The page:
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Siege Of Heaven (Demetrios Askiates #3)

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3.74 of 5 stars 3.74  ·  rating details  ·  117 ratings  ·  11 reviews
A powerful novel of intrigue, sacrifice, savagery and holy war---the apocalyptic ending of the First Crusade trilogy.

August, 1098. After countless battles and sieges, the surviving soldiers of the First Crusade are at last within reach of their ultimate goal: Jerusalem. But rivalries fester, and while the Crusaders delay, new enemies are massing against them in the Holy La
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Hardcover, 528 pages
Published December 10th 2007 by Minotaur Books (first published August 5th 2006)
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Peter Timbrell
Ok, I finally finished "Siege of Heaven". I can see that the subject could be challenging, particularly as the documented historical detail relating to the crusades is somewhat scarce, and the accuracy of its recording may be questionable.

I did find this novel hard work. The characters were not particularly well constructed, particularly the protagonist Demetrios. I struggled to picture the man let alone relate to him. The story didn't flow for me either, again that could well have been down to
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Speesh
Blimey! That took a long time. A long time finishing and a long time starting to do anything. When I was (hurrah!) done, all I could think was- it came, it was there and now it’s gone again. And it felt to like it got longer each time I picked it up.

I really couldn’t see what the point of the book was. I couldn’t see what the aim of the book or the story was. Usually it’s fairly clear from the start, or from the blurb on the inside, or the back, so you’re in the frame of mind to measure it again
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P.d.r. Lindsay

Harper writes about that charade of religious fervour, the First Crusade of 1096-8 in all its ghastly violence and hypocrisy. The reader is spared nothing of the petty rivalries between the various Dukes and warlords, the infighting and power struggles which is all the Crusade turns out to be for these men. Harper's research is impressive. I learnt a great deal about the shenanigans of the last of the Holy Roman Empire as the main character, a Greek, Demetrios Askiates, is the Emperor's represen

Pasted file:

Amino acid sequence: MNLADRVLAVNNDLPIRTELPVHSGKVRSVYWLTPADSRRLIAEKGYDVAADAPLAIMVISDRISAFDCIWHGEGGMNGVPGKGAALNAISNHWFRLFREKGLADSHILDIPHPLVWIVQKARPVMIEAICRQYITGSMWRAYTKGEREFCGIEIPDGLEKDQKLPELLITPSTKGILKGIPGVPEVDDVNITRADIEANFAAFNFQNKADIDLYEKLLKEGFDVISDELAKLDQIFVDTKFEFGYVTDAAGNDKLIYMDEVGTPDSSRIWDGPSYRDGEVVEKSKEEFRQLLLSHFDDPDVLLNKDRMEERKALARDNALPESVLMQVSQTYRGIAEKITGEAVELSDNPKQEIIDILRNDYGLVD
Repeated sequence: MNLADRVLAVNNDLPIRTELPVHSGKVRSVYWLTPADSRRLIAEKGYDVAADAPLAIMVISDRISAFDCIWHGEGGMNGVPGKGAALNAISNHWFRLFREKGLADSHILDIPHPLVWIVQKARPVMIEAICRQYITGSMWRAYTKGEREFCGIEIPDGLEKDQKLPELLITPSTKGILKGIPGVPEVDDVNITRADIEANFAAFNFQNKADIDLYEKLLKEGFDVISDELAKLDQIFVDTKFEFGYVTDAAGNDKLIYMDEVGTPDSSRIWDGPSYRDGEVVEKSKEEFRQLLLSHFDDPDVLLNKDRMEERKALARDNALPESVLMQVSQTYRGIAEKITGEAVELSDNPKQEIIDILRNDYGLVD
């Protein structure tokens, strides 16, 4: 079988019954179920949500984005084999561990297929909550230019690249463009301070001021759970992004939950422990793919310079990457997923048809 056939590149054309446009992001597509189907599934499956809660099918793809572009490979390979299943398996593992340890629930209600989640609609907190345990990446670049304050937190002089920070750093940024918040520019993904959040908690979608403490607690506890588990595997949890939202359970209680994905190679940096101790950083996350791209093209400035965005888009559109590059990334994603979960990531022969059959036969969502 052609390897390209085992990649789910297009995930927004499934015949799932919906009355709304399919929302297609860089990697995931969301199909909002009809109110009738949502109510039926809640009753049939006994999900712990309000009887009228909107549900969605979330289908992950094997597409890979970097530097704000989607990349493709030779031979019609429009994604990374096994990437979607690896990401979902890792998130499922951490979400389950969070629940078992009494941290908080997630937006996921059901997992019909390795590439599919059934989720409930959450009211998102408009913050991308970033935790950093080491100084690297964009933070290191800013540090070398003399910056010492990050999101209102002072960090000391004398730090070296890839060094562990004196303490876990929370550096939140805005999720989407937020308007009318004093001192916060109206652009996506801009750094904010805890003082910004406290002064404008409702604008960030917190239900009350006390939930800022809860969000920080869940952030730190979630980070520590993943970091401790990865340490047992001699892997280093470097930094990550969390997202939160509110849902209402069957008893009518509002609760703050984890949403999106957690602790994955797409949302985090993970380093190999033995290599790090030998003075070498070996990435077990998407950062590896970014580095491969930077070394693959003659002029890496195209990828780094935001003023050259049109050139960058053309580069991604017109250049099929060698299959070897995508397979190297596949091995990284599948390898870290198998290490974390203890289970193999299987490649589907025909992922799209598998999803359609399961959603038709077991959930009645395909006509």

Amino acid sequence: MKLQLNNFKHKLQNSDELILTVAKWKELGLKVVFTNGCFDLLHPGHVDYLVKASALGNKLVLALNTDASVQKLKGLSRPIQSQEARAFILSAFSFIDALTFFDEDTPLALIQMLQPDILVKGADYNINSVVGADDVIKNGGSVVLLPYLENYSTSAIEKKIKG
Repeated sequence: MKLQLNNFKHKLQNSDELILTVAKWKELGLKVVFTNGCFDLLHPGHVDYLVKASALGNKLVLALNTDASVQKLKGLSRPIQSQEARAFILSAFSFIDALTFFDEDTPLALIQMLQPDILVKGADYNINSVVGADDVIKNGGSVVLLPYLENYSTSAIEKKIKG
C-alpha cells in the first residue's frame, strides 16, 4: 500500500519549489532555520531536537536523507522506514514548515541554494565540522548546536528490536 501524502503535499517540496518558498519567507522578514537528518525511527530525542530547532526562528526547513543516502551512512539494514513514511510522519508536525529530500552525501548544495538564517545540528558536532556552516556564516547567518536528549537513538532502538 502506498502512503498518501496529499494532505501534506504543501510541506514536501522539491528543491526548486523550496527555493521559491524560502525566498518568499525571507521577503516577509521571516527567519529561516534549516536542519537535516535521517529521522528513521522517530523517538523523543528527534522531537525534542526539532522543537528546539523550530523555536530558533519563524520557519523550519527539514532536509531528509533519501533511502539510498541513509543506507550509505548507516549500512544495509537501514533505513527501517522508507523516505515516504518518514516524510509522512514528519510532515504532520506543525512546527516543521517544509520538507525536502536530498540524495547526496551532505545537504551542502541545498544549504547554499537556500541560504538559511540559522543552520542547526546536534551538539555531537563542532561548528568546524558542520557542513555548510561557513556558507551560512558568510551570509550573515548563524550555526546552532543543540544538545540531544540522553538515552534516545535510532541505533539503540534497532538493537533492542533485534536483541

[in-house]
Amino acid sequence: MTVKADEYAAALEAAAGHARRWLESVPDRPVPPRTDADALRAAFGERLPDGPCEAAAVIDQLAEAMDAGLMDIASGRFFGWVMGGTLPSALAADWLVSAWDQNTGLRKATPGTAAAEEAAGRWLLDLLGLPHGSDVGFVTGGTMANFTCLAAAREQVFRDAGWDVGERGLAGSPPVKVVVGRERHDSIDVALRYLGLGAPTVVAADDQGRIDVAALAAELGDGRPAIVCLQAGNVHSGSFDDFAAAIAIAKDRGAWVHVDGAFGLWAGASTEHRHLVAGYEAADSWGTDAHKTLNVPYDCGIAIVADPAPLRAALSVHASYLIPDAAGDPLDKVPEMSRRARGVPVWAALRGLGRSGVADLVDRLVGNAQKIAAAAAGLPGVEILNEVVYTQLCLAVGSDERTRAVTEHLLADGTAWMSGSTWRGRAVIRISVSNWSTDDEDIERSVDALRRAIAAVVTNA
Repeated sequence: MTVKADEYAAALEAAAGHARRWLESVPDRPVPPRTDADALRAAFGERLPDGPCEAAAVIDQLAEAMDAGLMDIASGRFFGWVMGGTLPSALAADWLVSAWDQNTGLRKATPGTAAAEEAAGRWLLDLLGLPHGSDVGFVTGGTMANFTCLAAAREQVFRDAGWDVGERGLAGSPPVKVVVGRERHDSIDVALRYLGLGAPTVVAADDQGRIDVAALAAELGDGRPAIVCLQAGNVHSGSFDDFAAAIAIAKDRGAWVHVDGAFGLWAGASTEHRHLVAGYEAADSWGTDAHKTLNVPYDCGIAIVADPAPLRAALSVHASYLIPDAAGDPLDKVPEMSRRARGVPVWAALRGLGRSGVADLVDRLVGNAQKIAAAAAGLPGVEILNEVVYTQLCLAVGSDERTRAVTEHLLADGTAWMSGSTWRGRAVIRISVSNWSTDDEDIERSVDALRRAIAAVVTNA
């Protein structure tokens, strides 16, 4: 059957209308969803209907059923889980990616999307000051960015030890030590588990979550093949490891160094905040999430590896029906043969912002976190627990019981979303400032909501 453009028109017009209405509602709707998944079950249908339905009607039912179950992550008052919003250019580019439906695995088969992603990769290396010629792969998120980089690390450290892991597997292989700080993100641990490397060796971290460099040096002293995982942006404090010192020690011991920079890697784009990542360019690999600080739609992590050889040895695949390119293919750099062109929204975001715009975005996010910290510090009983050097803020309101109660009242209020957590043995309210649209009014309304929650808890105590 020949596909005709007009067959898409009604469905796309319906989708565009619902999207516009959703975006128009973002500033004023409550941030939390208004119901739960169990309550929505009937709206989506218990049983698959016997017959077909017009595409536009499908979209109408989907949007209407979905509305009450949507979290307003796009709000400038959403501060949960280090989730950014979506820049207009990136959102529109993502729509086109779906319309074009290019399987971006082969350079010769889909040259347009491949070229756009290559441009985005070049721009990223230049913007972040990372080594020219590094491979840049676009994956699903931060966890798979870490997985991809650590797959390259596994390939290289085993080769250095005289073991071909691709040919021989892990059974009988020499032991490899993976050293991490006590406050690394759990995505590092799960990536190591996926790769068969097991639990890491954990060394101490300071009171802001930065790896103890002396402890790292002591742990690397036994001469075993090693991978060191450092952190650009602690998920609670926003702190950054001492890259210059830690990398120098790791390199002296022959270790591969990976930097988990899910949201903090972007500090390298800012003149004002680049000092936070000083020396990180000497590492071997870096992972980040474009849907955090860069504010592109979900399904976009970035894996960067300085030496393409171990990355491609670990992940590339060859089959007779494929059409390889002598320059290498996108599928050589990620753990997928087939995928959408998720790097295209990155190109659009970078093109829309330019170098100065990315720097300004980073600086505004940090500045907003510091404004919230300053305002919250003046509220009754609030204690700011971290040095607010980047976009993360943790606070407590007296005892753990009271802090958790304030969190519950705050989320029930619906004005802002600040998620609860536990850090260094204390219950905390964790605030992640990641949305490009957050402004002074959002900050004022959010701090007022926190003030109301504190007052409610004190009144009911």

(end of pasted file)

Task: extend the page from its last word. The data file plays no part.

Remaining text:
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Ghost14
A very high and rich depiction of the trilogy's end. Lacks the mystery of the first part (mosaic of shadows) and the political aura of teh second (knights of the cross). But does make up for it by adapting a straight in-your-face narrative overtone of the final seige of teh holy city.

The theme involved is more military than political or suspense in the third part. Lags a bit towards the end but picks up pace again towards teh gory climax. An interesting read and one that adds variety to the dive
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Gary
'Siege of Heaven' is the third book in this series following 'The Mosaic of Shadows' and 'Knights of the Cross'. I recommend this series and other books by this author including 'the Reluctant Adventures of Lieutenant Martin Jerrold' trilogy beginning with 'The Blighted Cliffs' that were published under his real name, Edwin Thomas.
Tapley
Once again, I think I would have appreciate this book more if I had started from the beginning of the series. As it was I found the story a bit tricky to get into in the very beginning, but it drew me in as the story went along. In the end though, it was entertaining but not brilliant, and I just put it down.
Chris Westlake
A good end to the trilogy, if a little meandering in places. Disappointed that Demetrios left behind the detective aspect of first two books and just became another soldier. Would recommend the Trilogy and will look for more Tom Harper
Douglas
The language is very good, but if you're looking for a historic thriller, this is not it; it's more an insight (true and fictional) of the first crusade.
Winnie
Really enjoyed this trilogy - loved the characters and the writing flowed and was quick and easy to read which was all I wanted from this set of books.
Rick Brindle
A good, readable book, giving a modern take on the sack of Jerusalem. Not sure if I'd read it again, but definitely worth taking on holiday.
bleeding fangs
fantastic, I really felt living the story
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Tom Harper was born in West Germany in 1977 and grew up in Germany, Belgium and America; he now lives in England. He is chair of the Crime Writers' Association and also a member of the Historical Novels Society and the Society of Authors.

Tom Harper also writes historical adventures as Edwin Thomas.

Librarian Note: There is more than one author in the GoodReads database with this name. See this thre
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More about Tom Harper...
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